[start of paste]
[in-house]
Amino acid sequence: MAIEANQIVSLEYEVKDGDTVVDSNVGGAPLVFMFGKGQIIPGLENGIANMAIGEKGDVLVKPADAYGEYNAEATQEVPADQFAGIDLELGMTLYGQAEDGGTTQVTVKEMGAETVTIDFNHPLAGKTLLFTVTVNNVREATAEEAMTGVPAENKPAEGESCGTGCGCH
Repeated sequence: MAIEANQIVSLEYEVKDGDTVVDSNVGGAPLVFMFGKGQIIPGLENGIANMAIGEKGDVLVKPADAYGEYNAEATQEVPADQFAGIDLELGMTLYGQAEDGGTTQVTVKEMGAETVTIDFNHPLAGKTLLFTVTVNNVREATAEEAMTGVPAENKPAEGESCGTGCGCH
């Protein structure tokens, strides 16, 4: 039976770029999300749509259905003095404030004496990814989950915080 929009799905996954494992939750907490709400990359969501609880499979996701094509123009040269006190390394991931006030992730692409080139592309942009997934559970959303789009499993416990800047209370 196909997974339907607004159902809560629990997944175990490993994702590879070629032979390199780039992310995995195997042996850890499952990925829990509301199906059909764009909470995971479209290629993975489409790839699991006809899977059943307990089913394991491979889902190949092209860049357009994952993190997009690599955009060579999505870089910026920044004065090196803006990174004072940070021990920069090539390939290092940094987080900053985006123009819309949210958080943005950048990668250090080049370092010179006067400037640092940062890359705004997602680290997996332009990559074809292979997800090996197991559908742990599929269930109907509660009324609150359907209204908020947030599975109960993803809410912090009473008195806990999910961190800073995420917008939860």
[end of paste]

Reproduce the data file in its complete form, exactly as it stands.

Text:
[in-house]
Amino acid sequence: MAIEANQIVSLEYEVKDGDTVVDSNVGGAPLVFMFGKGQIIPGLENGIANMAIGEKGDVLVKPADAYGEYNAEATQEVPADQFAGIDLELGMTLYGQAEDGGTTQVTVKEMGAETVTIDFNHPLAGKTLLFTVTVNNVREATAEEAMTGVPAENKPAEGESCGTGCGCH
Repeated sequence: MAIEANQIVSLEYEVKDGDTVVDSNVGGAPLVFMFGKGQIIPGLENGIANMAIGEKGDVLVKPADAYGEYNAEATQEVPADQFAGIDLELGMTLYGQAEDGGTTQVTVKEMGAETVTIDFNHPLAGKTLLFTVTVNNVREATAEEAMTGVPAENKPAEGESCGTGCGCH
């Protein structure tokens, strides 16, 4: 039976770029999300749509259905003095404030004496990814989950915080 929009799905996954494992939750907490709400990359969501609880499979996701094509123009040269006190390394991931006030992730692409080139592309942009997934559970959303789009499993416990800047209370 196909997974339907607004159902809560629990997944175990490993994702590879070629032979390199780039992310995995195997042996850890499952990925829990509301199906059909764009909470995971479209290629993975489409790839699991006809899977059943307990089913394991491979889902190949092209860049357009994952993190997009690599955009060579999505870089910026920044004065090196803006990174004072940070021990920069090539390939290092940094987080900053985006123009819309949210958080943005950048990668250090080049370092010179006067400037640092940062890359705004997602680290997996332009990559074809292979997800090996197991559908742990599929269930109907509660009324609150359907209204908020947030599975109960993803809410912090009473008195806990999910961190800073995420917008939860």